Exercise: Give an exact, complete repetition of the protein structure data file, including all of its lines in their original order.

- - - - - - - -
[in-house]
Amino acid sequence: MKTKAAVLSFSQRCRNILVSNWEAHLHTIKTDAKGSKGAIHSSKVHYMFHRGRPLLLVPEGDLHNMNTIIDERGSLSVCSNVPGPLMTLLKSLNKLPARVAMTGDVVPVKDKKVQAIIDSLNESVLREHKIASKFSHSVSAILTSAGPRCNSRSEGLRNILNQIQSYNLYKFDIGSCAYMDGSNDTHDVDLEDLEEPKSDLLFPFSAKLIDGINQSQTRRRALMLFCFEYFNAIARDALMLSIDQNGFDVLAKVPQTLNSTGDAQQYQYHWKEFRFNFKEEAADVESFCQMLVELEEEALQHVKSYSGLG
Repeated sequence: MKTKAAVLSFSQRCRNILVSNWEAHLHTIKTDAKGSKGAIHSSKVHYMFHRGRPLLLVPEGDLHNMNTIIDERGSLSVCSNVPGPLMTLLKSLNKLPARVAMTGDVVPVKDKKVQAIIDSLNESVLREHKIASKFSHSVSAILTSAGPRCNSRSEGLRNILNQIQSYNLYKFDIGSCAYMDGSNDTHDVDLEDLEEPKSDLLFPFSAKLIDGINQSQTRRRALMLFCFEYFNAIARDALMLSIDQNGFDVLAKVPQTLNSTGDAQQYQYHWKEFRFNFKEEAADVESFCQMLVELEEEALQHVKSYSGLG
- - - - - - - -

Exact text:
[in-house]
Amino acid sequence: MKTKAAVLSFSQRCRNILVSNWEAHLHTIKTDAKGSKGAIHSSKVHYMFHRGRPLLLVPEGDLHNMNTIIDERGSLSVCSNVPGPLMTLLKSLNKLPARVAMTGDVVPVKDKKVQAIIDSLNESVLREHKIASKFSHSVSAILTSAGPRCNSRSEGLRNILNQIQSYNLYKFDIGSCAYMDGSNDTHDVDLEDLEEPKSDLLFPFSAKLIDGINQSQTRRRALMLFCFEYFNAIARDALMLSIDQNGFDVLAKVPQTLNSTGDAQQYQYHWKEFRFNFKEEAADVESFCQMLVELEEEALQHVKSYSGLG
Repeated sequence: MKTKAAVLSFSQRCRNILVSNWEAHLHTIKTDAKGSKGAIHSSKVHYMFHRGRPLLLVPEGDLHNMNTIIDERGSLSVCSNVPGPLMTLLKSLNKLPARVAMTGDVVPVKDKKVQAIIDSLNESVLREHKIASKFSHSVSAILTSAGPRCNSRSEGLRNILNQIQSYNLYKFDIGSCAYMDGSNDTHDVDLEDLEEPKSDLLFPFSAKLIDGINQSQTRRRALMLFCFEYFNAIARDALMLSIDQNGFDVLAKVPQTLNSTGDAQQYQYHWKEFRFNFKEEAADVESFCQMLVELEEEALQHVKSYSGLG